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Walking in Another's Shoes

Last week, in news that will shock almost nobody, we learnt that Clarks shoes will once again be produced in factories in the UK. Why isn't it a shock? Well simply nobody knows about it, and even fewer care.

But before you scoff and move on, think of the larger systemic problem that caused Clarks to shut down production plants in the UK in 2006 in some of the poorest areas of Britain.

Their Cumbria plant provided jobs for a region in the north of England that boasts many areas of outstanding natural beauty, and some of the poorest families in the UK.

Like the rest of the North, when Thatcher decided to move Britain away from secondary sectors towards the tertiary, the production lines ground to a halt, the lowering of costs of freight movement has lead to a sharp increase in outsourcing that has a huge made in China stamp which every child will see on their toys.

While moving and focus on the tertiary sector and seen London become the capital of world finance, it has left the rest of the country dragging in terms of primary and secondary sectors that more often than not attract a workforce without higher educational certificates. Stunning similarities between Motor city Detroit can be made with areas in the north of England that have suffered a similar fall in fortunes after the collapse of a mono-economy.

Scarily in countries that boast a large GDP per capita, some areas are left behind. You only have to move round Detroit to see the large swathes of desolate empty housing that once used to belong to a productive workforce to find out what happens when a business that employs everyone in the area leaves town.

When Ford and the other car companies left Detroit they left thousands without jobs, those without jobs can't afford to go to the shops and pay for the finer things, shops shut and the spiral continues until there is nothing less. This highlighted to the world how dangerous it is to put all your eggs in one basket when it comes to the economy.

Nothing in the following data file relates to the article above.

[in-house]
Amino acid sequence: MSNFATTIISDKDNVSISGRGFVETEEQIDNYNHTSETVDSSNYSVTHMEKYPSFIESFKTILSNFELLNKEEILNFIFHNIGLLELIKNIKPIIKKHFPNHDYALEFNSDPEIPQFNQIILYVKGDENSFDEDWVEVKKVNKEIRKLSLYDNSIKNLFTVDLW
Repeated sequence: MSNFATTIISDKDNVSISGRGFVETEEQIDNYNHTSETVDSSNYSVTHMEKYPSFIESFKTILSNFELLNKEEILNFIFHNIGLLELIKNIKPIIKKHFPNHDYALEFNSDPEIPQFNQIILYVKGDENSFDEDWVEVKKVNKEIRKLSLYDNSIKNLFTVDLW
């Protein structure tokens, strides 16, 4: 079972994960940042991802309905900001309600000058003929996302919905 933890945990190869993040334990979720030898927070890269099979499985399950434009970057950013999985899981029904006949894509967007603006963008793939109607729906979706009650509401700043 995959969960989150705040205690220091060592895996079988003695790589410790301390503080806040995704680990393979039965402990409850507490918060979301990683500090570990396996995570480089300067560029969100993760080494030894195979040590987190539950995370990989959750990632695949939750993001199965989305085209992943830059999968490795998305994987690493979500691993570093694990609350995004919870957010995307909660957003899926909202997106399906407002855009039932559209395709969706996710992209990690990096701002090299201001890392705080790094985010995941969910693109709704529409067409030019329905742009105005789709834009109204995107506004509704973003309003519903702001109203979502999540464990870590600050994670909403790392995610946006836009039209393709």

Cumbria and areas in Sunderland and Sheffield, never recovered from the changes both by governance and lack thereof on jobs in the coal, textile and general manufacturing industries. It wasn't long ago that Tata steel stooped so low against foreign competition and sought to reduce their debts by shutting down UK plants.

But why is this happening? Why in one of the richest countries in the world are we struggling to support secondary sector industries?

The main reason is the workers themselves, due to the Uk's minimum wage (and don't get me wrong its great) to employ one person in the UK for a day you can employ 2-16 in a LEDC depending on the laws in those countries. Business relies on limiting liabilities and unfortunately the workers in the UK, especially those that require less education and training are being seen as an expensive way of doing business.

Clarks being back in the UK is stranger than it may first appear, but perhaps the government can step in this time and create something to keep businesses in the manufacturing sector interested in UK workers.

After all shouldn't they be trying to get the best deal for all workers?

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